Ella Brennan’s Shrimp Creole




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Ella Brennan’s Shrimp Creole ~  a classic Creole/Cajun recipe from the heart of the South!

Ella Brennan is synonymous with fine southern cooking, but she wasn’t born into privilege; she started from the ground up working odd jobs at her brother’s restaurant as a teenager during the Depression.  She didn’t stop until she and her family owned 12 award winning eating establishments across the south, among them the famous Commander’s Palace in New Orleans.  She is credited with bringing ‘haute’ or ‘nouvelle’ Creole cuisine into the spotlight and elevating it to a national prominence.  The Commander’s Palace became a training ground for many of the city’s best chefs, and  over the course of 65 years Ella Brennan and her restaurants have come to epitomize old style southern hospitality and down home comfort.

The family packaged the Creole mystique and pushed it into the American mainstream. ‘Bananas Foster’ was invented during Miss Ella’s reign at Brennan’s; so was ‘Breakfast at Brennan’s’, the prototypical American brunch. Paul Prudhomme got his start at Commander’s Palace. The Brennans preserved a bastion of civility, where good eating is de rigueur, as much as telling long, vivid stories.*

I’m not all that familiar with southern cooking, so I thought this would be a good one to have under my belt.  You can make it vegetarian with rice and beans,  or use it with chicken, sausage, or seafood.  It’s native shrimp season here so I added the tiny wild caught native shrimp and served it over rice.

The dish starts like most Creole dishes with sauteing the holy trinity: onions, bell peppers and celery in plenty of butter.


Lots of tomatoes, paprika, Worcestershire, and 3 kinds of pepper give it a deep red color and a snappy taste.

Shrimp Creole
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1 ratings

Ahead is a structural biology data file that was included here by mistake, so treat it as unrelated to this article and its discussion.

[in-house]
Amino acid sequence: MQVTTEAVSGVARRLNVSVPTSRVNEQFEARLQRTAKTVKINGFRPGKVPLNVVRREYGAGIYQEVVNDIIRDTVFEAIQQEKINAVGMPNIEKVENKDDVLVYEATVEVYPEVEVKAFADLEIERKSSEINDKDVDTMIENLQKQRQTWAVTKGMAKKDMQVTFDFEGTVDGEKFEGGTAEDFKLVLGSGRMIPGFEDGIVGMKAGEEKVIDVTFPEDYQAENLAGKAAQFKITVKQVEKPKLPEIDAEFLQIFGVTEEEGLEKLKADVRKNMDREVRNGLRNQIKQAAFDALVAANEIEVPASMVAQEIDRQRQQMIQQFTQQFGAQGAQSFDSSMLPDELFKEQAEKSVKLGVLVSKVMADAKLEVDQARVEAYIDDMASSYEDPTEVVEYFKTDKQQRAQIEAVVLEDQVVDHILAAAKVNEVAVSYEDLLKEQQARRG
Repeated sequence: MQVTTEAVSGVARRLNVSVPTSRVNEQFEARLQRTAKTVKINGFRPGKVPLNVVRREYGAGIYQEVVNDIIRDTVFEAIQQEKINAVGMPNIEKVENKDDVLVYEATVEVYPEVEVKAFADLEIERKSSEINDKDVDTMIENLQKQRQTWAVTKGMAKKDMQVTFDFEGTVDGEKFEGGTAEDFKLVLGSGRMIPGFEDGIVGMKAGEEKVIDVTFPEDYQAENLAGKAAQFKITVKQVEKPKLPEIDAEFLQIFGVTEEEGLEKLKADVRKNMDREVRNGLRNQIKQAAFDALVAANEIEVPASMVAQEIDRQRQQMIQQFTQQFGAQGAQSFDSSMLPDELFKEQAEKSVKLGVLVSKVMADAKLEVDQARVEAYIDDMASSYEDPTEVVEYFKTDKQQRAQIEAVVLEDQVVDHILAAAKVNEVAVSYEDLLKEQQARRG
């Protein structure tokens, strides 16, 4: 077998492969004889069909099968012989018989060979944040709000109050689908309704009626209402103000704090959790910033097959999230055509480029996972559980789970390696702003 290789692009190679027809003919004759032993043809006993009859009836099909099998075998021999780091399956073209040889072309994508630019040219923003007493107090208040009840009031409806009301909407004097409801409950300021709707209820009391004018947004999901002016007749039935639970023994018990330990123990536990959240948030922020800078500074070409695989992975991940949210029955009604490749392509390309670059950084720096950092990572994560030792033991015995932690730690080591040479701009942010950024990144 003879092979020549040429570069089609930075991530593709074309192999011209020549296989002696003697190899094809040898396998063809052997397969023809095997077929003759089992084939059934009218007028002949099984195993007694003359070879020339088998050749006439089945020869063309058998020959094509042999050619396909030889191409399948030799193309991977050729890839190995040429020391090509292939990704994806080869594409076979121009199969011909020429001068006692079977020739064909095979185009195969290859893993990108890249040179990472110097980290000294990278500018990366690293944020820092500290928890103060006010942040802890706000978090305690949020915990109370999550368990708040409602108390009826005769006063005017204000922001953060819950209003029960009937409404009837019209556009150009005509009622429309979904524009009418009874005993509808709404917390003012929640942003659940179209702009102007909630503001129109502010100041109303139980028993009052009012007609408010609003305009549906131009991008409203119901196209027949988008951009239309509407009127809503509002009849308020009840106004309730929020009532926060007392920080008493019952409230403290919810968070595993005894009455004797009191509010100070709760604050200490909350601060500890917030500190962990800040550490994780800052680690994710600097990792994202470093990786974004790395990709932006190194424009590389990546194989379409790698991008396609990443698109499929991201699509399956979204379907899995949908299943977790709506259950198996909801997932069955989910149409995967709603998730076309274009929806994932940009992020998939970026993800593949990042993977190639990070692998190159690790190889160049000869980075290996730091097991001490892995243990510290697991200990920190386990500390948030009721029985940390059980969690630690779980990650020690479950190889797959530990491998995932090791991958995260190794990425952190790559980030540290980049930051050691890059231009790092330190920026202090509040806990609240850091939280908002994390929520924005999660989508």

Yield: serves 4

Shrimp Creole

Ingredients

  • 1/2 cup (1 stick) butter
  • 1 1/2. cups green bell pepper, chopped
  • 1 1/2 cups onion, chopped
  • 1 1/2 cups celery, chopped
  • 1 tablespoon garlic, finely chopped
  • 1/4 cup tomato paste
  • 2 tablespoons paprika
  • 1 1/2 teaspoons Italian seasoning
  • 1 1/2 cups chicken stock or water
  • 1 cup tomato juice
  • 1 cup tomatoes, peeled and chopped
  • 1 1/2 teaspoons Worcestershire sauce
  • 1 1/2 teaspoons salt
  • pinch of black pepper
  • pinch of cayenne pepper
  • pinch of white pepper
  • 1 1/2 tablespoons cornstarch
  • 4 tablespoon water
  • 1/4 cup fresh parsley
  • 1 pound shrimp, peeled and cleaned
  • 4 cups cooked rice

Instructions

  1. Melt butter in a large saucepan and cook the bell pepper, onion, celery, and garlic until tender, 5 to 8 minutes.
  2. Stir in the tomato paste, paprika, and Italian seasoning and cook an additional 3 minutes.
  3. Add 1 1/2 cups chicken stock or water, tomato juice, tomatoes, Worcestershire, salt, black, cayenne and white pepper. Bring the mixture to a boil, then reduce the heat and simmer for 8 to 10 minutes, stirring frequently.
  4. In a small bowl, blend the cornstarch with 4 tablespoons water until smooth. Gradually add the cornstarch to the mixture, stirring constantly, until the sauce thickens.